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Re: [teacherartexchange] African Arts Education


From: Deanna Bowers (dbowers_at_TeacherArtExchange)
Date: Fri Oct 26 2007 - 12:35:00 PDT

I am a high school art teacher in California. I would love it if you
could share information from your lecture on the teacher exchange. There
is usually a small section on African Art in our art textbooks, in the
chapter on Non-Western Art. I also have a video on African Art by RM
Arts and Associates, a BBC co-production. From my experience, African
art comes up when talking about masks and sculpture. The chapter in my
textbook has information on nomadic and sedentary farming cultures, cult
figures, fetish figures, reliquary figures, Nigeria and the Guinea
Coast, and Contemporary African Art. The entire section is only 6 pages
long, with several pictures. I think the study of Egypt and Egyptian Art
is probably a lot more dominant, especially in the earlier grades, than
anything else. Otherwise, I would venture to say that most younger
children are not exposed to african art at all. All of us are supposed
to be teaching about the art of different cultures, but the standards
are not very specific about WHICH cultures. Also, we are given many
opportunities to teach about African American artists like Romare
Bearden, Jacob Lawrence, Faith Ringgold and William H. Johnson, etc.
Of course the exportation of art from Africa serves to broaden our minds
and teach us about Africa and it's people. African art has inspired and
influenced artists like Picasso, Matisse and Modigliani, as well as
countless others. Of course other reasons would be related to money. I
myself am thankful that I have been able to see African art in art
museums in the US, and have been able to be influenced and inspired by
it myself. I think any additional education we could get on the topic
would be fantastic, especially information meant for teachers. I hope I
might have helped a little bit. Thank you, Deanna Bowers, Visalia, CA

Godfrey mwamalumbili wrote:
> hi every body,
> I am preparing a lecture about african art for the university's students and art educators in Finland.
> Due to my short experiences of teaching art here in europe and in Tanzania where I come from, I found that a knowledge about african arts is very limited to the majority of westerners.
> This situation has rise up many questions into my brain especial when it is a time to prest my lectures. I found out a dificulties on where to start.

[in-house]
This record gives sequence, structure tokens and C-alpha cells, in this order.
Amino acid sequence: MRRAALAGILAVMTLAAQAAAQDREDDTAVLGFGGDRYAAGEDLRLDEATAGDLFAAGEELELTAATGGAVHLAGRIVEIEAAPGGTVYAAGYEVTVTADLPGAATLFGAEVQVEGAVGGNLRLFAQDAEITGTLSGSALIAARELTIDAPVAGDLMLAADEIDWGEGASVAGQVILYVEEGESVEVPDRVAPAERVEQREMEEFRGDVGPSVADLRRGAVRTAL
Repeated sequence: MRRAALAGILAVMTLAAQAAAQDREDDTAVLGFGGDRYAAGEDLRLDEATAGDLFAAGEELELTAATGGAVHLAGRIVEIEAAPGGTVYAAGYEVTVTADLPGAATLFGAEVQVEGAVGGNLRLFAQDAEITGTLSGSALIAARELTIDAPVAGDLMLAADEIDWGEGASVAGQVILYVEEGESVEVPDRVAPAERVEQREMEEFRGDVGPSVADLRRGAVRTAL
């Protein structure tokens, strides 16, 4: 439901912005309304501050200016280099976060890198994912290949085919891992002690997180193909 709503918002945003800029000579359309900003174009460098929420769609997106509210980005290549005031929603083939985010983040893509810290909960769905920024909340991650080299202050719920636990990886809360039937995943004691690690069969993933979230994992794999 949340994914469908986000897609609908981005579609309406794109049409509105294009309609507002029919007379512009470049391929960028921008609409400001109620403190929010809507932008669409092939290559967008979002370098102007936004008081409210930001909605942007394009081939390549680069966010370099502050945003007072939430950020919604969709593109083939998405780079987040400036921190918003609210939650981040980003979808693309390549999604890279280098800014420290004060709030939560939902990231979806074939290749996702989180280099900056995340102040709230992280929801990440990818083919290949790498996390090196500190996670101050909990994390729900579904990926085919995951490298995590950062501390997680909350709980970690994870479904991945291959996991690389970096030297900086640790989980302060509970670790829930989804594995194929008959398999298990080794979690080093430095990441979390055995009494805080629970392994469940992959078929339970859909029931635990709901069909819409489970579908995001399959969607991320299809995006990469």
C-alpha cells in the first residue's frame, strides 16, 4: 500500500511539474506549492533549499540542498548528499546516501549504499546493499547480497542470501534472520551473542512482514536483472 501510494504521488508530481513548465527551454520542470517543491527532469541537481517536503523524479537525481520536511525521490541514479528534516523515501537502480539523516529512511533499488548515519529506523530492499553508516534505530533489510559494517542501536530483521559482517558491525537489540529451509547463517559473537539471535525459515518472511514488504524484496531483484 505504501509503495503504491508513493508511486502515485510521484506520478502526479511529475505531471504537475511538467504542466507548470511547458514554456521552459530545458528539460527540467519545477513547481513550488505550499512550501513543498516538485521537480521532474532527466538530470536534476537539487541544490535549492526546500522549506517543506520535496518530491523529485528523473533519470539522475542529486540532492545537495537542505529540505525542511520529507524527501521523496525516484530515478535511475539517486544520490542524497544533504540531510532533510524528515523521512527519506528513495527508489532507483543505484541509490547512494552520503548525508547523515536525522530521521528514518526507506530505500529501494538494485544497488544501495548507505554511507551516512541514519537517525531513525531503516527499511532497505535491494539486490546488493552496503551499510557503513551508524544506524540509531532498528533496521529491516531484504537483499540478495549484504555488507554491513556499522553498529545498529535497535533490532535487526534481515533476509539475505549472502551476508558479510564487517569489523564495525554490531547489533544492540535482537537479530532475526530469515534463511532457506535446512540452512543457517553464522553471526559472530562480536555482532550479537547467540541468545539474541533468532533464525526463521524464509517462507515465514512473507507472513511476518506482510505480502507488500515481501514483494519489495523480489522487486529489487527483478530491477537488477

> I am keen to know and discuss about,
> - what kind of things does students (in western culture) learn about african arts at their earliest ages of elemental and secondary
> schools?
> - what was the main purpose on exportation of African art to USA or Europe during that movement of colonial power periods in
> African continent?
> - why it was important thing for the professional art dealers, museums or government programs and public in general being involving on
> exporting it to their countries?
> - how then an african arts has been used in western cultural and societies until today?
> though I am a longtime member of teach art exchange. I haven't been active in responding to many of articles posted by other
> members. Instead, I had been followings all dialogues in order to be up-to-date.
> This is because at the moment my main focus and time is on doing final work and exams which I suppose to graduate in December
> 2007 for B.F.A .
> Wood Duncan, I admiring of your art worrks and wisdom ,
> big respects too to all of Teach art exchange members and operators.
> regards
> Godfrey Mwamalumbili
> FineArts and Photography Department
> Turku University of Applied Science FINLAND
> Date: Thu, 25 Oct 2007 11:47:12 -0400> From:> To:> Subject: [teacherartexchange] Howard Finster fans - NY Times article (folk art with text)>> Dear Art Educators,>> Howard Finster fans will want to read this article in New York Times.> Saving a Folk Artist's Paradise, Lost to Weeds and Ruin, Is a Tangled Affair> By BRENDA GOODMAN>> article has slide show.>> For those who don't "know" Howard Finster....>> Howard Finster Man of Vision:>>> Howard Finster Paradise Garden>> has biography> Photographs of Paradise Gardens:>>> From Raw Vision:>>> "Official" Howard Finster site - has some very affordable posters.>> If any one orders a poster,
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